Medieval towns in Britain - daily life
From food to fun, guilds to law and order, what life was like in a medieval town.
Medieval England - daily life in medieval towns
BY DAVID ROSS, EDITOR
A new class emerged during the Middle Ages; the merchant. The growth of trade and the merchant middle class went hand in hand with the growth in towns. Town populations swelled during this period, particularly after the Black Death. Trade routes grew, though roads remained poor and dangerous, so most goods were transported by water.
Towns were built on trade, and the elite of towns were the merchants. Merchant guilds controlled town government, though they often clashed with craft guilds for power. Merchants needed stability for trade, so they supported the king and the establishment of a strong central government against the rule of individual nobles. The king, for his part, encouraged the growth of towns and trade. Town charters became a major source of royal revenue. Eventually the growth of towns and guilds led to the breakdown of the manor-centred feudal society.
Separate from the merchant guilds were the craft guilds, which regulated the quality, working hours and conditions of its members. There were three levels of craftsmen; masters, journeymen, and apprentices. Parents paid a fee to place a boy with a master craftsman as an apprentice. There he received food, lodging (often sleeping under the counter in the shop itself), clothes, and instruction in the craft.
Apprentices, Journeymen, and Masters
All townsmen were free, and this provided some incentive for serfs to run away to the towns. If they could remain there for a year and a day they were considered free and could not be compelled to return to the manor.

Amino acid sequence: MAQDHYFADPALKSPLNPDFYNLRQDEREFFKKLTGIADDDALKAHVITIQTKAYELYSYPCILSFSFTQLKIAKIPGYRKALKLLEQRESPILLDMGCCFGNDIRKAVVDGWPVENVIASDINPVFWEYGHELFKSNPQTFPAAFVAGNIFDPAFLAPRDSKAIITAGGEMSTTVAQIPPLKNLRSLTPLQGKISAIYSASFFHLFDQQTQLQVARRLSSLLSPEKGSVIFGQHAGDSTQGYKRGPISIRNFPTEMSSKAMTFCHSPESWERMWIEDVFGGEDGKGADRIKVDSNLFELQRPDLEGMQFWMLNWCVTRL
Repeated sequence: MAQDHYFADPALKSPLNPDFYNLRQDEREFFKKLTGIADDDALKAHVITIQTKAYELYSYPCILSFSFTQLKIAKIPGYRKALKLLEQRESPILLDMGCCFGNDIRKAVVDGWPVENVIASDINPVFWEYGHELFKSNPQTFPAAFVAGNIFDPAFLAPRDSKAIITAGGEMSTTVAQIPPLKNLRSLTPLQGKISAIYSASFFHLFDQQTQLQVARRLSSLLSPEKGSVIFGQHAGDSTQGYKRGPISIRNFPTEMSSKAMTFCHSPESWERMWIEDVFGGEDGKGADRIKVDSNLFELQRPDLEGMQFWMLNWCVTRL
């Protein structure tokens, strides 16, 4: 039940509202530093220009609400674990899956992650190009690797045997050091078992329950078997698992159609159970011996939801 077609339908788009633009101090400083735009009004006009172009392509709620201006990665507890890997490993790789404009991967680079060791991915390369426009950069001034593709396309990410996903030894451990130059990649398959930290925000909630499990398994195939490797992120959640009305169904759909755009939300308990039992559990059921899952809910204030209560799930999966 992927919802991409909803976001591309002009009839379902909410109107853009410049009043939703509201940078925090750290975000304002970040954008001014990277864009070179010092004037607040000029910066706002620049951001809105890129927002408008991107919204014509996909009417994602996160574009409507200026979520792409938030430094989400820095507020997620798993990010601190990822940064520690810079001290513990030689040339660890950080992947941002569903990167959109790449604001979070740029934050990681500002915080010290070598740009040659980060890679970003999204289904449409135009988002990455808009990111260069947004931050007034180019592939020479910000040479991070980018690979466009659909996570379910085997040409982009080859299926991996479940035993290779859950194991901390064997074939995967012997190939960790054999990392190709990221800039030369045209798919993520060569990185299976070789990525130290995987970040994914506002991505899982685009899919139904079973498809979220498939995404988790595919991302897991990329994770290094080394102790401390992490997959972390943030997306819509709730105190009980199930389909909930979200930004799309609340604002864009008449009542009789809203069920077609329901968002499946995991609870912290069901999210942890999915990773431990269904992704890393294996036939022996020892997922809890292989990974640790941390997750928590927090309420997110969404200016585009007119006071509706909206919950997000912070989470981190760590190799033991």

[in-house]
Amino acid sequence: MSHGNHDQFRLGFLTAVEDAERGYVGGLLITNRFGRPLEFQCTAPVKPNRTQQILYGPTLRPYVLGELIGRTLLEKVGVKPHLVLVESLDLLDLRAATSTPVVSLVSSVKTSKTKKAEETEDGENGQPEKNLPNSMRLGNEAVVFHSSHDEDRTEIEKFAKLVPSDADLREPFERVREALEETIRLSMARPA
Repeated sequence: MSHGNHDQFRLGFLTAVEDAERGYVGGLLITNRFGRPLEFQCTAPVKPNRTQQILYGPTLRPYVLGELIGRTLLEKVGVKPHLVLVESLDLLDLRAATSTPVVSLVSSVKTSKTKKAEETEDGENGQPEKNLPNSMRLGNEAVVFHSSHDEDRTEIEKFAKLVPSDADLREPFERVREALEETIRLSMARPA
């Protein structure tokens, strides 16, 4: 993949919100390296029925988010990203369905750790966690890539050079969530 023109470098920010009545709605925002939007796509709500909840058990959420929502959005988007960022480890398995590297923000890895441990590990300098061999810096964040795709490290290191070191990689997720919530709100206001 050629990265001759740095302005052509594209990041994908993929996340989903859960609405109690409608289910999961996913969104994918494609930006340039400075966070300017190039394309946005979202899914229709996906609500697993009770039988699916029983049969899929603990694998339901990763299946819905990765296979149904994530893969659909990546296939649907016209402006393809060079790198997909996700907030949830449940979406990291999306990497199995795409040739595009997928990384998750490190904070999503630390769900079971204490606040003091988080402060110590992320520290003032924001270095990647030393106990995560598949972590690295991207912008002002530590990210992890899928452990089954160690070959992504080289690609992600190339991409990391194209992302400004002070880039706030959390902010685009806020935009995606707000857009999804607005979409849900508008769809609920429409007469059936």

Although stone building was encouraged, expense meant that most houses were built of wood up until Tudor times. Then, the flourishing new brick industry and a rapidly falling timber supply swung the tide away from wood as the material of choice for most domestic building. Cooks, barbers, and brewers were heavily regulated because of the risk their fires posed. Their premises had to be whitewashed and plastered inside and out.
Each householder was required to keep a full vessel of water outside his door in summer, due to fire risk. When fires did occur it was every citizen's duty to come running with whatever equipment they had. Often firehooks were used to haul burning thatch off a roof, and also to pull down adjacent buildings to provide a firebreak.
The Town Day
The day officially began with the ringing of the Angelus bell at 4 or 5 o,clock. It announced the first mass of the day and the end of the night watchman's duty. Most shops opened at 6 AM, providing plenty of early morning shopping before the first meal of the day at 9 or 10 AM.
Morning was the active time for markets. Things quieted down after noon, and most shops closed at 3 o'clock. Some kept open until light faded, and others, such as the barbers and blacksmiths, were open until the curfew bell sounded. Foreign merchants were heavily regulated. They had to wait two or more hours before they could enter the market, giving the locals the best of the business.
Markets were noisy, raucous affairs. Merchants had to "cry the wares" as their only means of advertising, and some had to be fined for forcibly grabbing hold of passers-by in their enthusiasm to make a sale.
Saturday was early closing day for shops. Usually noon was the close of business. Sunday, however, the "Lord's day of rest", was not kept as restful as we might think. Some trades were allowed to work after Mass, and some field work was allowed to be done before it. A few places even had the privilege of Sunday markets.
Bells and Criers
Bells were the main medium of telling time and making announcements. A Common Bell was rung to summon civic meetings, courts, and as an alarm in case of fire or attack. The town crier rang a hand bell when he walked throughout the town declaiming news and proclamations. The criers were the main source of news for town dwellers. They also had the task of ringing their bells to solicit prayers in memory of people who had paid for the privilege.
Contents © David Ross and Britain Express
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